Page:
The acute scrotum in the paediatric population is a clinical dilemma where a definitive diagnosis can only truly be made at surgical exploration. We postulate that surgical exploration in all cases allows truly accurate diagnoses, treats the torted appendage testes and enables the validity of clinical signs associated with scrotal pathology to be assessed. We retrospectively reviewed all boys less than 15 years old who presented to our institution with scrotal pain over a 2 year period. A total of 121 patients attended of whom 113 had exploratory surgery, 31 (27%) had testicular torsion, 64 (57%) had a torted appendage testis, 12 (11%) had epididymitis, 1 (1%) had fat necrosis and 5 (4%) had no abnormality detected. On exploration 9 (29%) of the torted testis were unsalvageable and thus required excision. The initial clinical impression was frequently demonstrated to be flawed. Two patients with testicular torsion presented with a painless swelling and two further patients had necrotic testes despite a history of pain for less than 4 h. A normal cremasteric reflex and a visible blue dot were detected in boys with testicular torsion. Doppler ultrasound scans were not reliable with 50% sensitivity to clearly differentiate between torsion of the testis and that of the appendage testis. Absolute dependence on clinical features can lead to a misdiagnosis of testicular torsion. The surgical treatment of torted appendage testis is safe, allowing accurate diagnosis and pain relief with minimal morbidity. Early scrotal exploration of all cases with testicular pain ensures maximal testicular salvage.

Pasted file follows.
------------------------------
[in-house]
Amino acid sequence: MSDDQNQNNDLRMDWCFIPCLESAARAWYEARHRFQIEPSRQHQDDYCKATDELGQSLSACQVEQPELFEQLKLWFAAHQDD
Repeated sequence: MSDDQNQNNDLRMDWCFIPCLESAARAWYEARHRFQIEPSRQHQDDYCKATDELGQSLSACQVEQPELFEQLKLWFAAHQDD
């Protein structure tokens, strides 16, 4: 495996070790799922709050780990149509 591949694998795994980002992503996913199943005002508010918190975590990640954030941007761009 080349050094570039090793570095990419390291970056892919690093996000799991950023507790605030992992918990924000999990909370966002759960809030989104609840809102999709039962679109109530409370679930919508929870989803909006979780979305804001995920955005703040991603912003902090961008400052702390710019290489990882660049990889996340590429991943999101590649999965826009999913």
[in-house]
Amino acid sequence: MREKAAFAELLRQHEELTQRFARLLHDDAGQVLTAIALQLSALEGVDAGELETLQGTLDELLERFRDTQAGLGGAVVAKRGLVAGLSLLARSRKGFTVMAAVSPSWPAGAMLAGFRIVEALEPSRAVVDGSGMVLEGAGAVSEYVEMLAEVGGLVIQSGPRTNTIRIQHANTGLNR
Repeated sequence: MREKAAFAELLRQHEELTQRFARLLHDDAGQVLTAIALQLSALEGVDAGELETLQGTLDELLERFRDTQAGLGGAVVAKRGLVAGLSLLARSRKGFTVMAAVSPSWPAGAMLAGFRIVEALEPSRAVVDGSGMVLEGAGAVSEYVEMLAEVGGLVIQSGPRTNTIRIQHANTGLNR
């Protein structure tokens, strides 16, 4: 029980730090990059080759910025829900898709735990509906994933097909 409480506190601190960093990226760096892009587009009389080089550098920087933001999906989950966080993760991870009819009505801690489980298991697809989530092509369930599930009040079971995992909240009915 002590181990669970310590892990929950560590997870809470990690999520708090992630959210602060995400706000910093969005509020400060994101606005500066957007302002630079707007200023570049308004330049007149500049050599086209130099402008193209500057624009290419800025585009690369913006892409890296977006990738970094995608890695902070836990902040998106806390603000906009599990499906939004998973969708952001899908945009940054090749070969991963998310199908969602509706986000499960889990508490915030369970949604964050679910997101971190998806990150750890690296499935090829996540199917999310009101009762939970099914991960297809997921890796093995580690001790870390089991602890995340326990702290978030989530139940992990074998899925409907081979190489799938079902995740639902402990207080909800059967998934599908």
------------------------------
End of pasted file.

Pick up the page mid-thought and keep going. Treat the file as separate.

Testicular Torsion Epididymitis Paediatric Emergency Department Scrotal Pain Acute Scrotum
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